There is a solid reason why the word “jumbo” is used to identify a certain type of mortgage loan. Typically, a jumbo loan is enormous in size when compared to an average home loan. For this reason, jumbo loans have a few special criteria that set them apart from other types of loans.
What is a jumbo loan?
Jumbo Loan Limit Guidelines
First and foremost, the distinguishing factor that classifies a mortgage as a jumbo loan is the actual loan amount. In most areas, any mortgage loan above $726,200 will qualify as a jumbo. There are a few high-cost areas, such as Los Angeles and New York where the threshold is $1,089,300, but for the majority of the country, the $726,200 rule of thumb holds true.
Please note: we are discussing the size of the mortgage, not the price of the home. If a person buys a home for a price of $700,000 and pays $200,000 as a down payment, they will only finance $500,000, which falls below the Jumbo designation.
Jumbo Loan Down Payment
There are several different ways for a person to buy a home with either no down payment or a small percentage down payment. The VA loan and FHA loan both come to mind for that type of scenario.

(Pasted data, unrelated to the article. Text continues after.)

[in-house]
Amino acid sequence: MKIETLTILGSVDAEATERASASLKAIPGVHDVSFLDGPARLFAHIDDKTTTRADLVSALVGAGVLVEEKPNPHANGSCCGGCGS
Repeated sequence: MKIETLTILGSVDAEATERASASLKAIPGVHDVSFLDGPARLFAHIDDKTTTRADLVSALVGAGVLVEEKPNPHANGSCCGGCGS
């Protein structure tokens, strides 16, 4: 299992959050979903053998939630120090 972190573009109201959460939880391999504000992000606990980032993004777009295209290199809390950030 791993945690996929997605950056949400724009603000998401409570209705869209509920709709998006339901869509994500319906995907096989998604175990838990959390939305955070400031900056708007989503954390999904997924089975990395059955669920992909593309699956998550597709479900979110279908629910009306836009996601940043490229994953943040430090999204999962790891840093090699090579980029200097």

However, a jumbo loan will normally require a large down payment. The down payment can range from 10% to 20%, with 20% being the norm.
No Governing Body
There is not a single governing body for Jumbo Loans. This means that each lender is allowed to develop its own set of criteria for approving these large loans. It also means that a rate and term offered by one lender could be very different from another lender.
Other types of loans are governed by various groups. For example, while the Veterans Administration does not offer home loans, they provide rules and guidelines for the VA home loans. Qualified banks, credit unions and mortgage lenders must submit loans that meet those guidelines in order to get the VA guarantee in the event the loan is not repaid.
Similar circumstances exist for FHA loans, the rural property loans offered by USDA, and conventional loans offered by Fannie Mae and Freddie Mac.